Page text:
It seems that over time, the Documentary Shorts category of the Academy Awards has become a bit of a checklist. Indeed, this year like many other, the category seems to be dominated by a laundry list of serious-minded yet emotionally wrought films about “serious” topics. Sub Saharan Africa, poverty, homelessness, cancer – these are topics that should by no means be asked to be made into easy sits, nor should they be expected to be cold and clinical.
While these illuminations can feel enlightening, this approach can often do a disservice to its subjects. By drawing awareness to the negative elements, it separates the audience from the ability to connect with the subject. Visual elements can often linger on the bleak realities of poverty often void of life and color Treatment of the subject as pitiable creates a psychic wall of “otherness” between the world of the viewer and the world of the subject. Finally, these portrayals often rob their subjects of agency in the process of social mobility, as a helpless subject tends to be more emotionally compelling.
For better or for worse, this year’s bunch seem to typify this trend with overwhelming waves of well-crafted sentimentality. However, within these films exist surprising and unexpected glimpses of humanity that give meaning to the pathos. At their best, these films subvert the audience expectations of approaches to poverty, death, and even life itself.
Honorable Mentions: Bernie, Beasts of the Southern Wild, Silver Linings Playbook, The Queen of Versailles
Dishonorable Mentions: Prometheus, Cosmopolis, Django Unchained, The Dark Knight Rises, The Hobbit: An Unexpected Journey
While it might be easy, after taking due presumption of course, to beat up on Spielberg’s usual flair for melodrama and tendency to sentimentalize, Lincoln is so carefully wrought, so judiciously constructed as a whole, it could easily be one of the brighter lights in the oeuvre of John Ford. Nuff said.
I know it’s not a bracing treatise on the human condition or anything, but man, is it an effective, gripping thriller. When it comes right down to it, the amazing thing about movies (or any other kind of storytelling) is that when they’re good, they make you sincerely care about something that you know isn’t really happening right in front of you. Argo is all about artifice, tricks, and lies. It’s a celebration of them, even. It’s manipulative in the best sense of the word, and sometimes that’s the most impressive thing that a movie can be.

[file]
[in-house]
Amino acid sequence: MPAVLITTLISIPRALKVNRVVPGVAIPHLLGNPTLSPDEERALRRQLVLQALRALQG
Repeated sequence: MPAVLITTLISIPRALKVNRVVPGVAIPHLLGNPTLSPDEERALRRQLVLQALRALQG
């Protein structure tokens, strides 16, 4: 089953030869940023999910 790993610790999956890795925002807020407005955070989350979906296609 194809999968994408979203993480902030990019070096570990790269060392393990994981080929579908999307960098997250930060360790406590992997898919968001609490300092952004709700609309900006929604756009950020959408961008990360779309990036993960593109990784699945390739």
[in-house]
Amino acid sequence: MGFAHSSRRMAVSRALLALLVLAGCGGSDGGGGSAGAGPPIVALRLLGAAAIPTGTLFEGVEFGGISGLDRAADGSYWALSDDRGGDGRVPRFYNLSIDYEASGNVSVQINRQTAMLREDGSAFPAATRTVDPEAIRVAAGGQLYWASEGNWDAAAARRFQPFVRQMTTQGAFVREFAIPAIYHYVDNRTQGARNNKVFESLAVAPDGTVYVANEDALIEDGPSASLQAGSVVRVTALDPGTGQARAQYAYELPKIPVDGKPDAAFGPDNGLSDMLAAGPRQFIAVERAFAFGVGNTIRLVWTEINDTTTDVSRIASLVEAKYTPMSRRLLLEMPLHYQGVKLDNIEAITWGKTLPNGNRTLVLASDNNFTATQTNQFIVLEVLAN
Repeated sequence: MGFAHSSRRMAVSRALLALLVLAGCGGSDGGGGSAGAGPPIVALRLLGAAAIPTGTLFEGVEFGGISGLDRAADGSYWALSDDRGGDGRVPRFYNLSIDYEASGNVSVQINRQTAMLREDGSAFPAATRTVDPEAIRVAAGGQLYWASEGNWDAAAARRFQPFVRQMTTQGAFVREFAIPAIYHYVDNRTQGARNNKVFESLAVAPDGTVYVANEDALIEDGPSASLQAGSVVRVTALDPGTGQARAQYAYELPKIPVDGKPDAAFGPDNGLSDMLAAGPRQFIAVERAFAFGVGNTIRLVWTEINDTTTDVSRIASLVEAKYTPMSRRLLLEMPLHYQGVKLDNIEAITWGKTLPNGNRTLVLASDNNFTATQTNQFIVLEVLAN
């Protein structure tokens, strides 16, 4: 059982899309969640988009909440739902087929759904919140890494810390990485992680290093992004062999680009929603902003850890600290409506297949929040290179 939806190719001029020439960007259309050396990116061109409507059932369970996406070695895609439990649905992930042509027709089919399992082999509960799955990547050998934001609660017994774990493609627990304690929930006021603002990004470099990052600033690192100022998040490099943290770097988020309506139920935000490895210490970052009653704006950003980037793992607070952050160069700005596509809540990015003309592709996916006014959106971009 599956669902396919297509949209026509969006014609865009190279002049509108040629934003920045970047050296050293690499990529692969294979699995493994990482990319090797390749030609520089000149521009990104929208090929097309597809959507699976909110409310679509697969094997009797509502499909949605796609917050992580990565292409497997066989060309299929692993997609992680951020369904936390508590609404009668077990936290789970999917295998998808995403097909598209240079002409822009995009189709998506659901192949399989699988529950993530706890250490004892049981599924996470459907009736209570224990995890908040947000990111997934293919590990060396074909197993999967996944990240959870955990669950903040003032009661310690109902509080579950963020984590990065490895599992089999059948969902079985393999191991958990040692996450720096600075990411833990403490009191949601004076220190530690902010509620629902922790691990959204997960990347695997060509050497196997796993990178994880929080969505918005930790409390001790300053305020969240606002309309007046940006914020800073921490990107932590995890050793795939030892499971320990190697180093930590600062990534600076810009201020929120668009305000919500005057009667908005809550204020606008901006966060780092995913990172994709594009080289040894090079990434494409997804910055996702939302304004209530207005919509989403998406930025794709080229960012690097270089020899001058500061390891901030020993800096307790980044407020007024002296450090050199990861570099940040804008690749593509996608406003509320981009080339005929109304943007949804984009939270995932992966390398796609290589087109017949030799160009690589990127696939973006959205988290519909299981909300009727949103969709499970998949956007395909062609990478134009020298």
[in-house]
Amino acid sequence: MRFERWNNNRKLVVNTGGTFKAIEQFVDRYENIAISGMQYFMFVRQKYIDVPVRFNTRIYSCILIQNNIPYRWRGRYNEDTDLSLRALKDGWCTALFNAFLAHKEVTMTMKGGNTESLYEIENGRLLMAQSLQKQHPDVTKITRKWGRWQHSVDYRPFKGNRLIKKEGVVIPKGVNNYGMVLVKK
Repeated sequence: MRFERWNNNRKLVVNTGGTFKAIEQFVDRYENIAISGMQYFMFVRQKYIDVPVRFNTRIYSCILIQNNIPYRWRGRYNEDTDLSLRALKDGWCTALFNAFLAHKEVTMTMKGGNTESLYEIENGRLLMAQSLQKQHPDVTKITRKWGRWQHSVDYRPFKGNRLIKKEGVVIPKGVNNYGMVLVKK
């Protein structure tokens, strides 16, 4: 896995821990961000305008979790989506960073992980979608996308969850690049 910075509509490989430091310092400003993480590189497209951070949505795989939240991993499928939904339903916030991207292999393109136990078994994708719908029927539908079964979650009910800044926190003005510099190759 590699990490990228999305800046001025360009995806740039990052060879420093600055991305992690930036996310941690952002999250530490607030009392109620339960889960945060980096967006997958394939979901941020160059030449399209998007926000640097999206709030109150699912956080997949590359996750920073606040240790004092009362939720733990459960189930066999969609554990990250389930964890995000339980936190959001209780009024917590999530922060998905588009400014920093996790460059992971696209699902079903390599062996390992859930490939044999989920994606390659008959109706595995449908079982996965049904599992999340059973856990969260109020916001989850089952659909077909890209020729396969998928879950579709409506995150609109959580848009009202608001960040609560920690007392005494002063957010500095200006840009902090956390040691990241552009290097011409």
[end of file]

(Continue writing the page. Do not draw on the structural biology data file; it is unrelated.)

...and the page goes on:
10. Django Unchained
Tarantino’s orgy of revenge returns with Django. As Tarantino has shown a distinct love for throwbacks to classic film genres, it seems fitting that he would take on the spaghetti western. It’s somewhere between an homage and a reboot, but never too much of one or the other. The highlight of the film is, as in most Tarantino films, the dialogue. Christoph Waltz, Leonardo DiCaprio, and to a lesser degree, Jamie Foxx, are given the kind of witty repartee that is so much fun to listen to. Waltz, as in Inglorious Basterds, shows himself as an actor who really knows how to deliver Tarantino’s lines, and can find the comedy, the tension, the venom – he’s constantly making great choices. Though the ending of the film keeps it from being higher on my list, there are enough great scenes to make it one of the best films of this year.
It’s once again that time of awards season, which of late has started to be as long as the Christmas season, wherein we get to see the shorts that have been nominated for an Academy Award. Truth be told, these are among my favorites every year as telling a story succinctly and effectively is a skill that sadly few feature filmmakers possess. Different muscle entirely. I have been given the honor of watching and reviewing the Animated Shorts, which are almost always the best of the shorts. These five films all have the distinction of being completely dialogue-free (save for a few guttural noises and grunts) and rely on their vastly different visual styles to move their stories along. Go figure. So, let’s begin, in that time-tested fashion of alphabetical order.
Adam and Dog
This film tells the story of the first dog meeting Adam (you know, from the Bible) in the Garden of Eden, becoming friends, and learning where it stands after Eve shows up. That sounds like it’d be funny, but it isn’t. It’s incredibly touching as we see the story from the dog’s point of view, trusting Adam, then being cast aside by him. The look of the film is very simplistic, and is, as far as I can tell, hand-drawn with minimal backgrounds, but the movement of the characters is very naturalistic. And if you’ve ever wanted to see how you draw a naked man for a cartoon that isn’t about the man being naked, this is the film for you.